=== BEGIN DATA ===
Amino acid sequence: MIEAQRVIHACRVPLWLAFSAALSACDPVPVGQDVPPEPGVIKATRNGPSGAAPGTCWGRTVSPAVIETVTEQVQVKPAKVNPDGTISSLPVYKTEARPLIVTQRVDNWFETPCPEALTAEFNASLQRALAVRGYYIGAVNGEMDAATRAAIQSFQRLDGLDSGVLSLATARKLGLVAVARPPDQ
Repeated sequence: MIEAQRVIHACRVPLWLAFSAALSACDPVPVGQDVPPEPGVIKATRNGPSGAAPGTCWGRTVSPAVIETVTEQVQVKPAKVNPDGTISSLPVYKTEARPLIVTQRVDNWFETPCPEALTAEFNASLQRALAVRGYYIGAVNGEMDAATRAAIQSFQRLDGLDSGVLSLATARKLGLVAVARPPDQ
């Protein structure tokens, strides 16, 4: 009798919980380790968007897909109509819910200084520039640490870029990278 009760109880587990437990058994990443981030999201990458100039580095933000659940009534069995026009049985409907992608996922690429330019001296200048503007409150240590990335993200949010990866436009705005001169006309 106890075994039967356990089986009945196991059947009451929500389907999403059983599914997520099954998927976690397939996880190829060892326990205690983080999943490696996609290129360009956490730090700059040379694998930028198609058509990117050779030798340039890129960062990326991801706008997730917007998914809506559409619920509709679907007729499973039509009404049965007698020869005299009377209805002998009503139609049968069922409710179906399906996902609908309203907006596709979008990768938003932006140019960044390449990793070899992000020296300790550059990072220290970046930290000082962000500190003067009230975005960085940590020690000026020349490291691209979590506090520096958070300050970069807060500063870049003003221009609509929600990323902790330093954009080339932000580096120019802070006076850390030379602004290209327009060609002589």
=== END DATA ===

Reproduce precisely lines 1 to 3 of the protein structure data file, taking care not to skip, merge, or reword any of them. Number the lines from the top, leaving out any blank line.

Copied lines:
Amino acid sequence: MIEAQRVIHACRVPLWLAFSAALSACDPVPVGQDVPPEPGVIKATRNGPSGAAPGTCWGRTVSPAVIETVTEQVQVKPAKVNPDGTISSLPVYKTEARPLIVTQRVDNWFETPCPEALTAEFNASLQRALAVRGYYIGAVNGEMDAATRAAIQSFQRLDGLDSGVLSLATARKLGLVAVARPPDQ
Repeated sequence: MIEAQRVIHACRVPLWLAFSAALSACDPVPVGQDVPPEPGVIKATRNGPSGAAPGTCWGRTVSPAVIETVTEQVQVKPAKVNPDGTISSLPVYKTEARPLIVTQRVDNWFETPCPEALTAEFNASLQRALAVRGYYIGAVNGEMDAATRAAIQSFQRLDGLDSGVLSLATARKLGLVAVARPPDQ
């Protein structure tokens, strides 16, 4: 009798919980380790968007897909109509819910200084520039640490870029990278 009760109880587990437990058994990443981030999201990458100039580095933000659940009534069995026009049985409907992608996922690429330019001296200048503007409150240590990335993200949010990866436009705005001169006309 106890075994039967356990089986009945196991059947009451929500389907999403059983599914997520099954998927976690397939996880190829060892326990205690983080999943490696996609290129360009956490730090700059040379694998930028198609058509990117050779030798340039890129960062990326991801706008997730917007998914809506559409619920509709679907007729499973039509009404049965007698020869005299009377209805002998009503139609049968069922409710179906399906996902609908309203907006596709979008990768938003932006140019960044390449990793070899992000020296300790550059990072220290970046930290000082962000500190003067009230975005960085940590020690000026020349490291691209979590506090520096958070300050970069807060500063870049003003221009609509929600990323902790330093954009080339932000580096120019802070006076850390030379602004290209327009060609002589």